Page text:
ReplyDelete
  9. Such Fun you all are having and seeing so many great sites along the way! This is what life is all about!

    ReplyDelete
  10. Such a beautiful story. Life in an RV is a great lesson for a relationship. It teaches humility. It's hard to withstand together on small spaces 24/7. During my 8-month RV trip, my relationship has grown a lot.

    ReplyDelete
  11. So far, I'm a devoted solo-traveller - on the road and back home. However, let's see what life has in store for me over the next years ;-)

    ReplyDelete
    Replies
    1. I projectized it once ๐Ÿ”‚ decided I didn't want to go solo!

      Delete
  12. You're lucky to get a great partner to enjoy your RV life. There were up and down along the way, the experience would be great and impressive.

    ReplyDelete
  13. Thank you for these wonderful insights, Carol. You are an inspiration that I may yet meet my next and final life partner.

    ReplyDelete
  14. Picking a partner is such a task and it’s important to think about a lot of things when doing so. Lifetime travel partner being one of them so thanks for the lessons!

    ReplyDelete
  15. This is awesome! I love your story and your tips!!
    You seem so happy :)

    ReplyDelete
  16. Some very handy relationship tips Carol. It's very difficult to find a life mate and congratulations to you both on how well it's worked out.

    ReplyDelete
  17. Some great and important lessons for relationships here. I especially loved your point about commitment. If you're truly committed to each other you can weather a lot of storms.

    ReplyDelete
    Replies
    1. Most definitely. Respect and love of travel helped a lot, too!

      Delete
  18. This is such a heartfelt post. I love the relationship advice in there, you both look so cute together! To many more journeys together..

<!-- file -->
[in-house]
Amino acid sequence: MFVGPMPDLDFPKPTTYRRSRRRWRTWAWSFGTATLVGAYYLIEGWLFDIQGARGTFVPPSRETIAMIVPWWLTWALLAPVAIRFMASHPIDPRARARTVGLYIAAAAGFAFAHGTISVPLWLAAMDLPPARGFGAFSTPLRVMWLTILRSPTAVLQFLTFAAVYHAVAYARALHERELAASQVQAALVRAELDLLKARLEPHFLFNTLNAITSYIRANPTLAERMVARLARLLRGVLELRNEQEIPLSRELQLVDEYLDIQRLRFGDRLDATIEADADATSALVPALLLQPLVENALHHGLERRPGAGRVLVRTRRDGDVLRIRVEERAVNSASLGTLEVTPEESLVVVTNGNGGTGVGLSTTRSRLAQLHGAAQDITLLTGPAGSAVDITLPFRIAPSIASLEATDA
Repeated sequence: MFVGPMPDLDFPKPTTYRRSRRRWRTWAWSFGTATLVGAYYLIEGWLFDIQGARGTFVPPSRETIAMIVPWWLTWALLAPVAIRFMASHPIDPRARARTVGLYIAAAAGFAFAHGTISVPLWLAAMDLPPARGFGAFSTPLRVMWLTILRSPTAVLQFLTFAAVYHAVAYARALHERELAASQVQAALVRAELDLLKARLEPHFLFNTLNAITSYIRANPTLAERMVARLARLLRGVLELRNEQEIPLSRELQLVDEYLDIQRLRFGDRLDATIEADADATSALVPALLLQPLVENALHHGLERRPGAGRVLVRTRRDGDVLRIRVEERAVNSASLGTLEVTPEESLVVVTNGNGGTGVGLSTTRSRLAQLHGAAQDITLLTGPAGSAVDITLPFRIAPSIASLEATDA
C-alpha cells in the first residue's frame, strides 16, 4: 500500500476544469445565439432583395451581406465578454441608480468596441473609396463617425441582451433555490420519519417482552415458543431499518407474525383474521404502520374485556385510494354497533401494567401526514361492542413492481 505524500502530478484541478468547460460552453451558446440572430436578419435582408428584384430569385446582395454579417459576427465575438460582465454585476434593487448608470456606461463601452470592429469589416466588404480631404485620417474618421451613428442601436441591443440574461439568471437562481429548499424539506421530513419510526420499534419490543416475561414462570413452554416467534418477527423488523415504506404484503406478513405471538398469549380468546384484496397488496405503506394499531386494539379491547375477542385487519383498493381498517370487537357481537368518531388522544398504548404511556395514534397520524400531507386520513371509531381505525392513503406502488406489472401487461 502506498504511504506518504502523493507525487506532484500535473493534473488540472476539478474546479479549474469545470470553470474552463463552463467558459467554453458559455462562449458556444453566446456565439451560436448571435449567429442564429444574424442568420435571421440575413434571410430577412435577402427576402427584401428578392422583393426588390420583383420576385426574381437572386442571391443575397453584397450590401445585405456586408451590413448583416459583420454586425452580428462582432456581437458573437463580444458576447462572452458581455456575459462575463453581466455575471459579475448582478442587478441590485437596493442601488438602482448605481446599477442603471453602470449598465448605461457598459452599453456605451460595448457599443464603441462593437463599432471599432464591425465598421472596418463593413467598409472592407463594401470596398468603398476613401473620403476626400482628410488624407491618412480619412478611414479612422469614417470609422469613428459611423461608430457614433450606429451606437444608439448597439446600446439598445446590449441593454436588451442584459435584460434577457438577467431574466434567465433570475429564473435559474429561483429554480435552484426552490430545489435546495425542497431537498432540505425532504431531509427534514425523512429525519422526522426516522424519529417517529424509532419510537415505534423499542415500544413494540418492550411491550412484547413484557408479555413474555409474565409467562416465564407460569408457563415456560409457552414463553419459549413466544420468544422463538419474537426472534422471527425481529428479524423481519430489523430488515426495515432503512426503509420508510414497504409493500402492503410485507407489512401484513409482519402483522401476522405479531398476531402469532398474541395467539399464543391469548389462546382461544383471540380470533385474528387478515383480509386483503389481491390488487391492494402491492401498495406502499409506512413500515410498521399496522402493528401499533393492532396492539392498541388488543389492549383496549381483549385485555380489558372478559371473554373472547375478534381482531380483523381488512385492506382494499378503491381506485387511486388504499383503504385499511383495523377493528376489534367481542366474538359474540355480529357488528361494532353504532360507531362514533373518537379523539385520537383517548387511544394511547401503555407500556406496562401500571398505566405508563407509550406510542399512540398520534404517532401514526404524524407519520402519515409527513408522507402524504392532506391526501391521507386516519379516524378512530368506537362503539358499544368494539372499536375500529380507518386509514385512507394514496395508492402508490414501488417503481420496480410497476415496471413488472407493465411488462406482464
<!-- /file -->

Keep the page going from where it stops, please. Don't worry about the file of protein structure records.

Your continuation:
ReplyDelete
  19. How amazing! Super happy for you to find a partner to share travels with and life.

    ReplyDelete
  20. I am, for now, a solo traveler, however this post had really good points for when I do find someone who I want to travel with, and it’s a good reminder that not everything is smooth sailing 24/7 :)

    ReplyDelete
  21. I am, for now, a solo traveler - however this post had really good points for when I do find someone I want to travel with, and it’s good to remind myself that not everything is smooth sailing 24/7 :)

    ReplyDelete
  22. The picture of you guys at Mount Rushmore is sooo fun! There you have four fellows ;-)

    ReplyDelete
  23. There are so many insights I learned from this post. I agree that relationships have it ups and downs. The strenght of the relationship is on how you get up again and mend the broken piece togther.

    ReplyDelete
  24. We love that you are so committed to each other. We are approaching the 40 year mark of our marriage and know that it takes work to get to this point. As they say, "Good things don't come easy".

    ReplyDelete
  25. I think RV living must have tested your relationship - the fact you have survived it is a sign of strength!

    ReplyDelete
  26. Travelling with anyone certainly tests the relationship and helps to make or break. Such a lovely post to read and see partners with a passion for seeing more of the world together.

    ReplyDelete
  27. "All couples disagree, about small things and big things". I agree with this so much. I honestly don't know why I assumed that at older ages, people just figure out relationships and don't have any conflict. I can see that that was naive of my to think. But yes, travel has a special way of bringing up things to disagree on doesn't it? Anyway, I love this series so much, again it warms my heart hearing how you found your forever travel partner and love!